NEW YORK - US Secretary of State John Kerry is travelling to Islamabad this week in his first visit since Prime Minister Nawaz Sharif’s government came to power, with a senior State Department official hoping for building a ‘more realistic and sober’ relationship with Pakistan.

“The relationship, in future, will be more realistic and sober, which will not leave both parties disillusioned,” the unnamed official was quoted as saying in The Wall Street Journal on Tuesday. “Everyone wants to be more modest. No one wants a repeat of the volatility we saw”, obviously referring to the fraying of ties in 2011 following incidents like the unilateral US commando raid that killed Osama bin Laden, the shooting deaths of two Pakistanis on the streets of Lahore at the hands of a CIA agent, and the killing of 24 Pakistani soldiers in an attack by an American aircraft along the Afghan border.

Kerry’s trip, the highest-level engagement between Washington and Islamabad since May election, comes as the US prepares to withdraw combat troops from neighbouring Afghanistan. It provides an opportunity to recast a relationship that in the past decade has been defined by massive US military involvement in Afghanistan and Washington’s global anti-terror campaign, the Journal said, quoting US and Pakistani officials. The US withdrawal, these officials say, will set the stage for a relationship with reduced engagement but also less rancor.

“Now that you are leaving Afghanistan, let’s prepare the foundations of a new relationship that goes beyond Afghanistan,” Sartaj Aziz, Sharif’s adviser on foreign affairs, was quoted as saying.

The visit could be an occasion to announce the restoration of ‘strategic dialogue’, a term used early in the administration of President Barack Obama to describe a wide-ranging partnership between the two countries, Aizaz Chaudhry, a spokesman for Pakistan’s Ministry of Foreign Affairs, added.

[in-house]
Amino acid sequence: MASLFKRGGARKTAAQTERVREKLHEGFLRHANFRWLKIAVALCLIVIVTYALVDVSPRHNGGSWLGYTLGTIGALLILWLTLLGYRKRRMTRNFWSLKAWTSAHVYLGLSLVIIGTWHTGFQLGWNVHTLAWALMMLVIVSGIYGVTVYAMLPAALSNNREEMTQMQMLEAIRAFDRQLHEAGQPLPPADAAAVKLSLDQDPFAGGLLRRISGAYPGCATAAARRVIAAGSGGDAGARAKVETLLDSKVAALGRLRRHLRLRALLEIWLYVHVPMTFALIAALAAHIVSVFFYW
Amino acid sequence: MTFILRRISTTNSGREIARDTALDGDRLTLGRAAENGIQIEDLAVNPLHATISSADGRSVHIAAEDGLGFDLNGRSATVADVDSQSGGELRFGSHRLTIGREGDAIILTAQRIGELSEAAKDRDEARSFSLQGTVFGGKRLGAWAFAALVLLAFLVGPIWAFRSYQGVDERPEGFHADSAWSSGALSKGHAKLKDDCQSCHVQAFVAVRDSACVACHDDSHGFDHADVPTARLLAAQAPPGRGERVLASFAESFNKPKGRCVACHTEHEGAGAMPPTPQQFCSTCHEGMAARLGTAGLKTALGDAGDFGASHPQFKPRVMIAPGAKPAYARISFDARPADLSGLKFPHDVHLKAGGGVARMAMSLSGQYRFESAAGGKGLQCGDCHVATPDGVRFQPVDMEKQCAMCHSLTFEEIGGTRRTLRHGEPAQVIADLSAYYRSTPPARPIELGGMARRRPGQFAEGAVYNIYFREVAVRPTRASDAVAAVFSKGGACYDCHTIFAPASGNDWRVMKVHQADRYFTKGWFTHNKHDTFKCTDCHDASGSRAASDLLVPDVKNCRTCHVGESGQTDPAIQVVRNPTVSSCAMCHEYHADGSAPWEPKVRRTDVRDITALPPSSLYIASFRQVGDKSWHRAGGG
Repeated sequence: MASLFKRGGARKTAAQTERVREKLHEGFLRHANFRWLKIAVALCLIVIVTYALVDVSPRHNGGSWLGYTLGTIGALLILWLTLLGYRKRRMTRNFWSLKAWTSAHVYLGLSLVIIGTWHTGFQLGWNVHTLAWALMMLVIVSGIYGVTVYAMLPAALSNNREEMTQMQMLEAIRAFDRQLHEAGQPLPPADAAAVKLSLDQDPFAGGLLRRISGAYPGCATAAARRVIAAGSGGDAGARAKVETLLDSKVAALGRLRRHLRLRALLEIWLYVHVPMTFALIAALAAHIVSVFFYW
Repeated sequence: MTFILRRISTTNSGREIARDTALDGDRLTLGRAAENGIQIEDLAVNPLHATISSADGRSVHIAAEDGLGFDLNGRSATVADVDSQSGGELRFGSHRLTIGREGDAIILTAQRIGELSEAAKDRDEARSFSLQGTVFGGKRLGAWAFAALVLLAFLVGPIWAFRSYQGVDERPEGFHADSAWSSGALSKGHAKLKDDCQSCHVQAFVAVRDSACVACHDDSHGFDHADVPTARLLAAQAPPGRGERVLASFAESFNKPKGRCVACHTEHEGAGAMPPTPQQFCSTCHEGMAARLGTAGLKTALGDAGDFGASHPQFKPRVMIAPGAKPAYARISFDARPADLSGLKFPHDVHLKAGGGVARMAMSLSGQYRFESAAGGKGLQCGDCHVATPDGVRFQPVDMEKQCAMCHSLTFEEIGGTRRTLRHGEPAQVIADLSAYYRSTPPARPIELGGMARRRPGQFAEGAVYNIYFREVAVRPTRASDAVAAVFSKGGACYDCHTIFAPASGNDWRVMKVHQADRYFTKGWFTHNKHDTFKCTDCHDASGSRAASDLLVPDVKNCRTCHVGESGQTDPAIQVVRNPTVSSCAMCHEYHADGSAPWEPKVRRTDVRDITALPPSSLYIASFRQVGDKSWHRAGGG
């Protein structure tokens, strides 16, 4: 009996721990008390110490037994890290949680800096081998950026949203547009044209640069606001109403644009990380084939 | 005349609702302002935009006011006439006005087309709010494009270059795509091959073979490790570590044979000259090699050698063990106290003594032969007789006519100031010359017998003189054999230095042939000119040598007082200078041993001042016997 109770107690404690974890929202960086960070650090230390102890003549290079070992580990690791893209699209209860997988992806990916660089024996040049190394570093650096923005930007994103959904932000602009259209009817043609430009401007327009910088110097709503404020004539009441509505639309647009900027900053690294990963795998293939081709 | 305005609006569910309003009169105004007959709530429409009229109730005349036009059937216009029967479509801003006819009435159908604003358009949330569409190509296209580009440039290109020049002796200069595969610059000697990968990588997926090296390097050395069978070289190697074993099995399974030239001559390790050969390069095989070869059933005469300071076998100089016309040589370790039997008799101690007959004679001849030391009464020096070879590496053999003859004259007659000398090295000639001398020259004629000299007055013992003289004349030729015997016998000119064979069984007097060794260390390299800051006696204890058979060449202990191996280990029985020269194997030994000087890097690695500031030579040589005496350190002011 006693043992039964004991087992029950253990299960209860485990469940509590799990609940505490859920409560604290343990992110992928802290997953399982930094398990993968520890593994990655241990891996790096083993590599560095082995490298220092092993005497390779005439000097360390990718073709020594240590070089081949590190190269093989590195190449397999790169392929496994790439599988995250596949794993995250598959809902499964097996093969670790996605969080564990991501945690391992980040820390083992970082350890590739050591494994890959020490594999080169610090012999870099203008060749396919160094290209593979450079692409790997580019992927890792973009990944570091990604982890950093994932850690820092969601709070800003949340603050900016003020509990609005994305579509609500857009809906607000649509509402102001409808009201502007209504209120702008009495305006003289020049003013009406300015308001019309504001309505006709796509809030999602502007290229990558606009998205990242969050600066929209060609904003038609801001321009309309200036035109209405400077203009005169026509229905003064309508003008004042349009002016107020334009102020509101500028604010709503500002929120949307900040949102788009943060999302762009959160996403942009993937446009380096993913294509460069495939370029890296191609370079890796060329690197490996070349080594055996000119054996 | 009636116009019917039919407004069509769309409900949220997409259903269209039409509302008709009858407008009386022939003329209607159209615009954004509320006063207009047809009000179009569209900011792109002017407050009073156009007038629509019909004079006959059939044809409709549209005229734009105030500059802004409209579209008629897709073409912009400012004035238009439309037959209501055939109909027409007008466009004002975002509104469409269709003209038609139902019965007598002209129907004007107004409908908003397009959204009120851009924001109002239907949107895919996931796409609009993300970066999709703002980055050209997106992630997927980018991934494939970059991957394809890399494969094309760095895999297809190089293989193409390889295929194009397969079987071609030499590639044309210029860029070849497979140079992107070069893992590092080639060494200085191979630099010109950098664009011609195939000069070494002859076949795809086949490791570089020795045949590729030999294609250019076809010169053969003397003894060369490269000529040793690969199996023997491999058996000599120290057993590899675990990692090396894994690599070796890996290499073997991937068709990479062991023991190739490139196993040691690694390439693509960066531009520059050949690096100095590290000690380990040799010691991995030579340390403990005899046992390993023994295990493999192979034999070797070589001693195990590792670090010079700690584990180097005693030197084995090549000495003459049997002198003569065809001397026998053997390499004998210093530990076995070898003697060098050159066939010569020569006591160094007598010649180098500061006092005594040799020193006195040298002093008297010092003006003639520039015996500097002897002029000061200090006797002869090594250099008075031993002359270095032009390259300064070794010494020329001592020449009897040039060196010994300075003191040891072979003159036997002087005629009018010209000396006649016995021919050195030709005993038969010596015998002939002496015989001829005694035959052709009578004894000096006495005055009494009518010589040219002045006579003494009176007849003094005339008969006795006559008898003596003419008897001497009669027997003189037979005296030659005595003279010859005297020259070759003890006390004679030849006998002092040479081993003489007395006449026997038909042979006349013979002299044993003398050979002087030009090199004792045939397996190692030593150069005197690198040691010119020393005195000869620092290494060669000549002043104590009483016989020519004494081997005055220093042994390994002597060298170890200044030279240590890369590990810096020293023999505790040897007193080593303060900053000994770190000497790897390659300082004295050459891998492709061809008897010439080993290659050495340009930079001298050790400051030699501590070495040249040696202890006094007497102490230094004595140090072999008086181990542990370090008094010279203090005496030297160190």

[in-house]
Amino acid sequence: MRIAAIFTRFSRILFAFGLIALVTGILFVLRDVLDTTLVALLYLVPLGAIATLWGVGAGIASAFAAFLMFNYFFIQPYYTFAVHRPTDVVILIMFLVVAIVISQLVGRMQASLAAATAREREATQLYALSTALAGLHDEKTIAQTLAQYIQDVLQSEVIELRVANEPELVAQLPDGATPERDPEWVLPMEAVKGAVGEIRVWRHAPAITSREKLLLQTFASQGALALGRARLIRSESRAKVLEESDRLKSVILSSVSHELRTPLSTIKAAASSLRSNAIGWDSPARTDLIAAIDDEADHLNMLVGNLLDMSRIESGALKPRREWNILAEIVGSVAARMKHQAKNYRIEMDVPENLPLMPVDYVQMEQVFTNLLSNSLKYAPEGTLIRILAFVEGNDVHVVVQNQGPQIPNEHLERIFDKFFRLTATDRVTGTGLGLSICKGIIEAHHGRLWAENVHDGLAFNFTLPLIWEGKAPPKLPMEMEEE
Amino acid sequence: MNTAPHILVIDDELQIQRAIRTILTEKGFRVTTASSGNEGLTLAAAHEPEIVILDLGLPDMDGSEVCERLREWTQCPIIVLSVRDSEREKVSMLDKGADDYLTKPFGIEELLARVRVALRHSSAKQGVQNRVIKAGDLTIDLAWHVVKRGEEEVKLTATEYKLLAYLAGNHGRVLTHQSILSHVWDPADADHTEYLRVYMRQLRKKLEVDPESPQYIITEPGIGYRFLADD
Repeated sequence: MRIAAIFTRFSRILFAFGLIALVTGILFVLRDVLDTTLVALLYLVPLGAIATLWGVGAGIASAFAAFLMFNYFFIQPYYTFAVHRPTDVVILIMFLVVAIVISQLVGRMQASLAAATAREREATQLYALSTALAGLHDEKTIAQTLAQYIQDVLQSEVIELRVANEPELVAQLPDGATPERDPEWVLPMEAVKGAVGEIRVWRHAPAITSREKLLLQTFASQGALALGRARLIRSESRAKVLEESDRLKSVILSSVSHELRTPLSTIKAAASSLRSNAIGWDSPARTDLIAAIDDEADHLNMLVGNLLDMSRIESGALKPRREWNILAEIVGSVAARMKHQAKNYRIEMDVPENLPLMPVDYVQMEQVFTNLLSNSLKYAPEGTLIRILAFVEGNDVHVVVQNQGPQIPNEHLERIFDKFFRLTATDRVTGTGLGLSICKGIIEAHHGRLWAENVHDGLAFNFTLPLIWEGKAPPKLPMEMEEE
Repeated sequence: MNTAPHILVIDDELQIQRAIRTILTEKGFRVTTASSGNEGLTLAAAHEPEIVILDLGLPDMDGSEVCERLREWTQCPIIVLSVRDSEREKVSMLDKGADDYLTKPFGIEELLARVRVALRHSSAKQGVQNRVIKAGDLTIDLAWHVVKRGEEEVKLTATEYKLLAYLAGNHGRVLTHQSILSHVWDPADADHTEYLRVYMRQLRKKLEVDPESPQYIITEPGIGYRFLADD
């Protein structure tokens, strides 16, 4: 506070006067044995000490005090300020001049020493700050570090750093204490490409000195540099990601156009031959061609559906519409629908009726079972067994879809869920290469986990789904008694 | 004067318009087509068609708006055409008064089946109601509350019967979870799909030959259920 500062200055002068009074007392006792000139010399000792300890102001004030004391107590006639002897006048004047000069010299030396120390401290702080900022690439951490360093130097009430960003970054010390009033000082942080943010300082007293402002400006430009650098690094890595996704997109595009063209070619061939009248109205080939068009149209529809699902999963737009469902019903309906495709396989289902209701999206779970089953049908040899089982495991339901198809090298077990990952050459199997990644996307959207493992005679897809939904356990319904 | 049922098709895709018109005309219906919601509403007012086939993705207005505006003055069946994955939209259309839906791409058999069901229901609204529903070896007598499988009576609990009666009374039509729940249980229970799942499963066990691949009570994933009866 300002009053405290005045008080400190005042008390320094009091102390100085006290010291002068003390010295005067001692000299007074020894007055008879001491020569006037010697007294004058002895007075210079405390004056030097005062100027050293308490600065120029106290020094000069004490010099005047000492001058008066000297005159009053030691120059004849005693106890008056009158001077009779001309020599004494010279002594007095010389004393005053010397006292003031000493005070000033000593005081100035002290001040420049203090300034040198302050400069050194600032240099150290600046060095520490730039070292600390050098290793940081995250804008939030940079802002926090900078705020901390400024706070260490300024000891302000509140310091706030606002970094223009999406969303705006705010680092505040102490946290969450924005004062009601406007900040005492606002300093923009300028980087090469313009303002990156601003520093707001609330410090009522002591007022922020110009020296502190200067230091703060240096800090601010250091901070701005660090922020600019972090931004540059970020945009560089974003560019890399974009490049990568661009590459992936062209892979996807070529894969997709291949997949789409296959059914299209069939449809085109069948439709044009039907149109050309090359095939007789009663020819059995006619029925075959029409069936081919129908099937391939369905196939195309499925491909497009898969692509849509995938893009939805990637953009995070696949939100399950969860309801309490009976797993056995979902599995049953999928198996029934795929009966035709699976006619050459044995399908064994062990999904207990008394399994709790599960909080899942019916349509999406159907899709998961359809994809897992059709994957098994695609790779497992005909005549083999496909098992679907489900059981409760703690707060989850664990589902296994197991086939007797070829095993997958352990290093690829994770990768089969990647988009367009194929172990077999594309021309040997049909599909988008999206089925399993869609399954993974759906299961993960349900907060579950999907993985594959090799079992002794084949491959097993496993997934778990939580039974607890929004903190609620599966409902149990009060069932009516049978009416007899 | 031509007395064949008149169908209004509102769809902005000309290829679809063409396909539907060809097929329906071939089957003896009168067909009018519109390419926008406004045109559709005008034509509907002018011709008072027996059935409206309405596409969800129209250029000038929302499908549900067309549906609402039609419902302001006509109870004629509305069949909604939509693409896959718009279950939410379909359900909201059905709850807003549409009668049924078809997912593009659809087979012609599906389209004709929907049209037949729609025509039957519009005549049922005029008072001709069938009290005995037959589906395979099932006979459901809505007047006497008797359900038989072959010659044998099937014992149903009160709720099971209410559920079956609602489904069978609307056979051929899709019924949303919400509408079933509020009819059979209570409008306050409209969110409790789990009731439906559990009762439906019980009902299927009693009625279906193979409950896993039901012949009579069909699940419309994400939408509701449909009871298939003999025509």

State Department and Pakistani officials have confirmed Kerry would be travelling to Pakistan soon but didn’t specify a date.

US officials said the main task for Kerry, who is taking time out from pressing initiatives in the Middle East, would be to build a rapport with the new government of Nawaz Sharif and agree on a common agenda. But they also cautioned against setting unrealistically high expectations.

Maleeha Lodhi, a former Pakistani ambassador to Washington, was quoted by WSJ as saying that the US-Pakistan relationship had ‘yet to find a new normal’, adding: “It needs to find a new pivot that takes it beyond Afghanistan and 2014. The opportunity is there to give it a new overarching strategic direction.”

Some experts are skeptical about the prospects for a real shift, saying the US is just keeping an essentially shattered relationship limping along until the end of 2014, while it withdraws from Afghanistan, the newspaper said.

“Everyone understands that Pakistan has to be tolerated until the last soldier leaves,” said Christine Fair, an assistant professor at Georgetown University.

Noting that some members of Congress would like to cut off aid to Pakistan, Ms Fair added: “There are those in Congress who are angry at Pakistan. They understand that Pakistan has made victory in Afghanistan impossible under any definition of ‘victory’.”